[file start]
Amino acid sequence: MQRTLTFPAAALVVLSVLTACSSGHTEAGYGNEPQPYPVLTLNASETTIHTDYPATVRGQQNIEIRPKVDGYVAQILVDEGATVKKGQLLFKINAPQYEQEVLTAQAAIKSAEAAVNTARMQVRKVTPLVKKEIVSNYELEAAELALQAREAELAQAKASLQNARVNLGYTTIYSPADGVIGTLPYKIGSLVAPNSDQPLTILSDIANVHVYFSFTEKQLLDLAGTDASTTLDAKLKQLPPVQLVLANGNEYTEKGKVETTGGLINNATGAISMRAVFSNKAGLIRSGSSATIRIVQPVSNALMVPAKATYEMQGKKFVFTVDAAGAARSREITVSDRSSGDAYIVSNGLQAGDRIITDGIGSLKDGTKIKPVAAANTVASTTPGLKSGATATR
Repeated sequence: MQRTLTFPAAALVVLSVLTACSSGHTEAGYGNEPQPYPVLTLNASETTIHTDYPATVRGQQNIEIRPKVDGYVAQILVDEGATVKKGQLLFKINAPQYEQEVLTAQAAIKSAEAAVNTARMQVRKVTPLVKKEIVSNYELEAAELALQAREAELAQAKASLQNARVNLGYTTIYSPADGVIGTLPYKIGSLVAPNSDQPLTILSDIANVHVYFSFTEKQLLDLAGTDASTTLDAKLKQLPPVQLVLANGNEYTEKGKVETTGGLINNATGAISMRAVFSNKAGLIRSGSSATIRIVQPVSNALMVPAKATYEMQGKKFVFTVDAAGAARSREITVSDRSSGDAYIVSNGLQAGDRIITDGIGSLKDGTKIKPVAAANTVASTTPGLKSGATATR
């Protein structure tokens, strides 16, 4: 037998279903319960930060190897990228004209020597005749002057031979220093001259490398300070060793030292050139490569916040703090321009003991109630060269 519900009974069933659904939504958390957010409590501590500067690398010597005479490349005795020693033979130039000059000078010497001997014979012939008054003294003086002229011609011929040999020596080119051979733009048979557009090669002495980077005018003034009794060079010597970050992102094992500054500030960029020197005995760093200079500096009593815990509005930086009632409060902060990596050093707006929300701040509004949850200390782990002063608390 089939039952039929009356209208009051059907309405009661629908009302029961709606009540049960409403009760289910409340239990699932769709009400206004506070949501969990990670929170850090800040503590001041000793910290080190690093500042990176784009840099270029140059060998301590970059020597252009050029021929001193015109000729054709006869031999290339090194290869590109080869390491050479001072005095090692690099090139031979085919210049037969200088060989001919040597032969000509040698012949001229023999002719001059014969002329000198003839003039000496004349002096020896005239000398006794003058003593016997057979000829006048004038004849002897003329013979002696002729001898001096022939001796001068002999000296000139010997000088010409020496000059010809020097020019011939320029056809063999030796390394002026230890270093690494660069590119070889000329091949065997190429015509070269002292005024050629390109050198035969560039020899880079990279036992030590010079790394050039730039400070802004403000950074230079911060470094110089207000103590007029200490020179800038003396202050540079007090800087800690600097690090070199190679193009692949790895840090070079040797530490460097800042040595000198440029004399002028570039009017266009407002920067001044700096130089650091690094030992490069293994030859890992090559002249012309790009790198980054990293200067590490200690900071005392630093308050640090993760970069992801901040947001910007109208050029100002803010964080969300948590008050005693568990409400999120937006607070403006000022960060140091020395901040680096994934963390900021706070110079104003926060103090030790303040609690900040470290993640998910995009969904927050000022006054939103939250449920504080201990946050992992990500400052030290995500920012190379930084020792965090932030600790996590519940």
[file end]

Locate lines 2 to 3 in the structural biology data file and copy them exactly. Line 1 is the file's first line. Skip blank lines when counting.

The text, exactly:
Repeated sequence: MQRTLTFPAAALVVLSVLTACSSGHTEAGYGNEPQPYPVLTLNASETTIHTDYPATVRGQQNIEIRPKVDGYVAQILVDEGATVKKGQLLFKINAPQYEQEVLTAQAAIKSAEAAVNTARMQVRKVTPLVKKEIVSNYELEAAELALQAREAELAQAKASLQNARVNLGYTTIYSPADGVIGTLPYKIGSLVAPNSDQPLTILSDIANVHVYFSFTEKQLLDLAGTDASTTLDAKLKQLPPVQLVLANGNEYTEKGKVETTGGLINNATGAISMRAVFSNKAGLIRSGSSATIRIVQPVSNALMVPAKATYEMQGKKFVFTVDAAGAARSREITVSDRSSGDAYIVSNGLQAGDRIITDGIGSLKDGTKIKPVAAANTVASTTPGLKSGATATR
């Protein structure tokens, strides 16, 4: 037998279903319960930060190897990228004209020597005749002057031979220093001259490398300070060793030292050139490569916040703090321009003991109630060269 519900009974069933659904939504958390957010409590501590500067690398010597005479490349005795020693033979130039000059000078010497001997014979012939008054003294003086002229011609011929040999020596080119051979733009048979557009090669002495980077005018003034009794060079010597970050992102094992500054500030960029020197005995760093200079500096009593815990509005930086009632409060902060990596050093707006929300701040509004949850200390782990002063608390 089939039952039929009356209208009051059907309405009661629908009302029961709606009540049960409403009760289910409340239990699932769709009400206004506070949501969990990670929170850090800040503590001041000793910290080190690093500042990176784009840099270029140059060998301590970059020597252009050029021929001193015109000729054709006869031999290339090194290869590109080869390491050479001072005095090692690099090139031979085919210049037969200088060989001919040597032969000509040698012949001229023999002719001059014969002329000198003839003039000496004349002096020896005239000398006794003058003593016997057979000829006048004038004849002897003329013979002696002729001898001096022939001796001068002999000296000139010997000088010409020496000059010809020097020019011939320029056809063999030796390394002026230890270093690494660069590119070889000329091949065997190429015509070269002292005024050629390109050198035969560039020899880079990279036992030590010079790394050039730039400070802004403000950074230079911060470094110089207000103590007029200490020179800038003396202050540079007090800087800690600097690090070199190679193009692949790895840090070079040797530490460097800042040595000198440029004399002028570039009017266009407002920067001044700096130089650091690094030992490069293994030859890992090559002249012309790009790198980054990293200067590490200690900071005392630093308050640090993760970069992801901040947001910007109208050029100002803010964080969300948590008050005693568990409400999120937006607070403006000022960060140091020395901040680096994934963390900021706070110079104003926060103090030790303040609690900040470290993640998910995009969904927050000022006054939103939250449920504080201990946050992992990500400052030290995500920012190379930084020792965090932030600790996590519940």